While it may seem like something you don’t need to do for a long time yet, there are multiple reasons why you should consider drawing up a will now.
For example, if you have children, a will can be used to clearly state who your child(ren)’s legal guardians would be and so, who you would want to take care of them in the event anything were to happen to you.
Similarly, you can also specify how those guardians bring up your child(ren) too – whether they go to religious schools for their education, whether the child(ren)’s grandparents have access rights and the like.
In addition, you can also use your will to specify what your wishes are for your funeral. This does not simply have to be whether you are buried or cremated. It can also include any songs you may want to be played during the ceremony, where you like the ceremony to be held and what you would like to happen to your ashes if you do choose to be cremated. Some people also use their will to specify that they would like their bodies to be donated to a medical research facility, such as the UK Biobank, too, or specify that they wish their organs to be donated too. On this, we would say that you should speak to your friends and family about your wishes too though.
Furthermore, by drawing up a will, you can also state clearly who you want to get what aspects of your estate. To be clear, a person’s ‘estate’ does not refer solely to any property they own, such as a house or a flat, but also all of their possessions and any money, including the contents of ISAs, saving bonds and any investments.
Therefore, by drawing up a will, you can leave your property to your direct next of kin, be that your spouse or your child(ren), while also leaving individual possessions to specific people, both inside and outside of your family. For example, if you have an ornament in a display cabinet that your best friend has always admired, you could specify in your will that they get it once you pass away. Similarly, if you shared a hobby with one of your grandchildren – stamp collecting, for example – your will can specify that he or she gets your collection when you pass away rather than leaving it up to common sense to prevail after your death.
On this, it is worth noting that, if you were to die intestate, the rules regarding statutory legacy changed recently.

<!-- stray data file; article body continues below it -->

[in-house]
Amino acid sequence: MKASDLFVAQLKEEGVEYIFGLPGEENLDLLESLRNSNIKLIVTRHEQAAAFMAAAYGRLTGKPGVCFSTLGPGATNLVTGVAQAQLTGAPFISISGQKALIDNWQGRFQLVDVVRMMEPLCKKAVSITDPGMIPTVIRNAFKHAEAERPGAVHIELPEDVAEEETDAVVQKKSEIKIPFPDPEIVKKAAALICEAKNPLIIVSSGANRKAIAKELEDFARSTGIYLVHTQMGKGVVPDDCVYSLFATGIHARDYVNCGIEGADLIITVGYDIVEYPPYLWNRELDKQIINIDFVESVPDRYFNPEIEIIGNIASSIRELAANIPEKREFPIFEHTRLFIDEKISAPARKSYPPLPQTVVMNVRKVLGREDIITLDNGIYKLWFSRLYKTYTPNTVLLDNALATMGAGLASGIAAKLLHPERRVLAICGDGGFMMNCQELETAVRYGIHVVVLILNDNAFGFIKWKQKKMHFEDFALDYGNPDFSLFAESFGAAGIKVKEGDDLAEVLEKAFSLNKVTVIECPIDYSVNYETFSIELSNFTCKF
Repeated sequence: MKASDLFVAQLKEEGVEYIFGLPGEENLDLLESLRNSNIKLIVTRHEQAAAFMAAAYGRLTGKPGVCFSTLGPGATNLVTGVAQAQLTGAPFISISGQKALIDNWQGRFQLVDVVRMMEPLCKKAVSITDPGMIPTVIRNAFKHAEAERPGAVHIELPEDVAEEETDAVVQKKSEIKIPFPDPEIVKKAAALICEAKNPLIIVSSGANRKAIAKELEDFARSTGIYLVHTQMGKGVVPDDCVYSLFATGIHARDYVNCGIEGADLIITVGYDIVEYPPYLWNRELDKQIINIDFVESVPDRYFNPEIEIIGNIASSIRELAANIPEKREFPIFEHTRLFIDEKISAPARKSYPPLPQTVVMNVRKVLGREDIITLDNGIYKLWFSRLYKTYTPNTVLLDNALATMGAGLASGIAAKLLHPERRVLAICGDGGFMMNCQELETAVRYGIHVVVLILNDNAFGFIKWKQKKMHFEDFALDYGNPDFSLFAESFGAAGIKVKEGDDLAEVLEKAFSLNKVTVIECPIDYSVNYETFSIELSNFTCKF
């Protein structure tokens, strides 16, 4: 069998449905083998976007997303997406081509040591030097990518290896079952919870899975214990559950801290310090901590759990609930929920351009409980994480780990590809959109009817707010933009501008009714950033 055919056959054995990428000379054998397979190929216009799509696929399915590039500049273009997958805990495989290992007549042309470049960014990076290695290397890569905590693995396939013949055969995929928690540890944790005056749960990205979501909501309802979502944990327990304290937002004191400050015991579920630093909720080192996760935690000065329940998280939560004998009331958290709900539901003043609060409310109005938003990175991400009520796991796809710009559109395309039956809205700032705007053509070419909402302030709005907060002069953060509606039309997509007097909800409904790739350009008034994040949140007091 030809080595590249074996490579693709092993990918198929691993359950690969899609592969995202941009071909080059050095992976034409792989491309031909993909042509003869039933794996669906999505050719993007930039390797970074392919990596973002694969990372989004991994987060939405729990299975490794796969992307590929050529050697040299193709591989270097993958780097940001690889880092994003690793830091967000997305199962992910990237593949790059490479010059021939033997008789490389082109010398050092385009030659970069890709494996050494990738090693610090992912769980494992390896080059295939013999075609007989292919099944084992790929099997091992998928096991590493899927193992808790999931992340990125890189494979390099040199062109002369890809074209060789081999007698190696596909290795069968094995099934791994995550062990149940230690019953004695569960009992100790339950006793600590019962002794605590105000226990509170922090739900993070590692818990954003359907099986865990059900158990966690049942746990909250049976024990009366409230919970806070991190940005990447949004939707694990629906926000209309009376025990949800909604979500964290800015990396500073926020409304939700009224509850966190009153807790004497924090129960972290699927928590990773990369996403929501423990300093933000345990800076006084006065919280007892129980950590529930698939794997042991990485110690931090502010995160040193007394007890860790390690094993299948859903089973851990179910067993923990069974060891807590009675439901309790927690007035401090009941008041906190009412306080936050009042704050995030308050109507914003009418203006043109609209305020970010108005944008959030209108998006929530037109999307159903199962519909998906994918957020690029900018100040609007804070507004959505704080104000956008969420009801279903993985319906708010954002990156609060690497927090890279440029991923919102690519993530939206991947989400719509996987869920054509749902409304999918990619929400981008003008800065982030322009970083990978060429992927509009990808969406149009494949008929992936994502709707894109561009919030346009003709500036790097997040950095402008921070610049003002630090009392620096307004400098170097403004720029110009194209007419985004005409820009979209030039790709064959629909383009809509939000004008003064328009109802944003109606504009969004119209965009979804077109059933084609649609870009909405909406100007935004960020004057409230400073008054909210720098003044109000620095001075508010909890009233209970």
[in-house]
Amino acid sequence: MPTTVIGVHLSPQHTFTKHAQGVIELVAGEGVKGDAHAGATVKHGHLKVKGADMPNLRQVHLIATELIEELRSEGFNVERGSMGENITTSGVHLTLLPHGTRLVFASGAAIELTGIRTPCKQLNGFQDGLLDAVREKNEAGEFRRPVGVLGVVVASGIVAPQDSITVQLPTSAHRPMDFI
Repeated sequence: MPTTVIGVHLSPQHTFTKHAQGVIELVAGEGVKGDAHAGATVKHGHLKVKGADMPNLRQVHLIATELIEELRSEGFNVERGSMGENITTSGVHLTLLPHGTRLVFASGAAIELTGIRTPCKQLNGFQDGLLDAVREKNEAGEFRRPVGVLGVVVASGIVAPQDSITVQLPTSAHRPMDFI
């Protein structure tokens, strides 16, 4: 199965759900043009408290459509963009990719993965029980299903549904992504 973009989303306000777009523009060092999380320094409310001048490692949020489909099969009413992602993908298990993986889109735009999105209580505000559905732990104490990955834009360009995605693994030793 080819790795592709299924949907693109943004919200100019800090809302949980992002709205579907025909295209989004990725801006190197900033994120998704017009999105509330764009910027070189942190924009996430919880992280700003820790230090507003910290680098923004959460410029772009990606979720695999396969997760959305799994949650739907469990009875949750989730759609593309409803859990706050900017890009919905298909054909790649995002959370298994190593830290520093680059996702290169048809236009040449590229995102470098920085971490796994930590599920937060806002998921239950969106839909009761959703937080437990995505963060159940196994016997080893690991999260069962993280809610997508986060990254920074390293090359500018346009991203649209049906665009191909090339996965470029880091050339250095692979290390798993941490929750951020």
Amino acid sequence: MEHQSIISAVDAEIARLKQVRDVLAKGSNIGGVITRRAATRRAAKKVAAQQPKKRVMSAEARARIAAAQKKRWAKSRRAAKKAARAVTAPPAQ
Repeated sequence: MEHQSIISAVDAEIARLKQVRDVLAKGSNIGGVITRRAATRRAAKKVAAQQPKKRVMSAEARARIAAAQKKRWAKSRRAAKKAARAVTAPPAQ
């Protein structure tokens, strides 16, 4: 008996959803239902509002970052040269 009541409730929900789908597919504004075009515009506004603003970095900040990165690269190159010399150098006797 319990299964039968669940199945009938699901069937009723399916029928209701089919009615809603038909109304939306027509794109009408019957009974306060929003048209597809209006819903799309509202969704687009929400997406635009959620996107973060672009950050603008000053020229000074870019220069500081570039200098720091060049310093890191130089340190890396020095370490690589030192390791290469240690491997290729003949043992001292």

It makes sense then to draw up a will. In addition to ensuring your estate is divided as you would want it to be, therefore also helping to avoid the possibility of the division of your estate being contested following your death, we would suggest that it will also help those you leave behind – rather than having to divide up your belongings and the potential squabbles this could cause, they can instead focus on grieving your passing.
What you should do
In the first instance, make sure that you get a will drawn up! Depending upon the complexity of the will you want to draw up, this needn’t cost the earth either – a simple will could cost you from around £80 to have drawn up depending upon the firm you use, while a specialist will involving the creation of trusts, overseas properties and the like, is going to cost over £500 to draw up. On this, it should be noted that national laws may apply if you own land and property in other countries. For example, if you own land or property in Italy, Italian law states that this passes automatically to your children upon your death.
However, if one of your family members has died without having left a will (known as ‘dying intestate’), or you feel that a family member’s will has treated you unfairly and the estate is now disputed, it is a good idea to speak to someone who is experienced in the areas of contesting a will or contesting probate.
At The Inheritance Experts, we work with specialist legal firms who have a proven track record in handling wills and probate matters. This means they are well-placed to help you get the proportion of the estate you are entitled to. After your initial consultation with our advisors, which is done on a free no-obligation basis, we will match you with the firm that best suits the circumstances of your claim.
If you believe you are due a portion of an estate and want to know if you have a fair and realistic claim to some or all of it, do not hesitate to get in touch with The Inheritance Experts via the contact form on our website or by calling 0161 413 8763.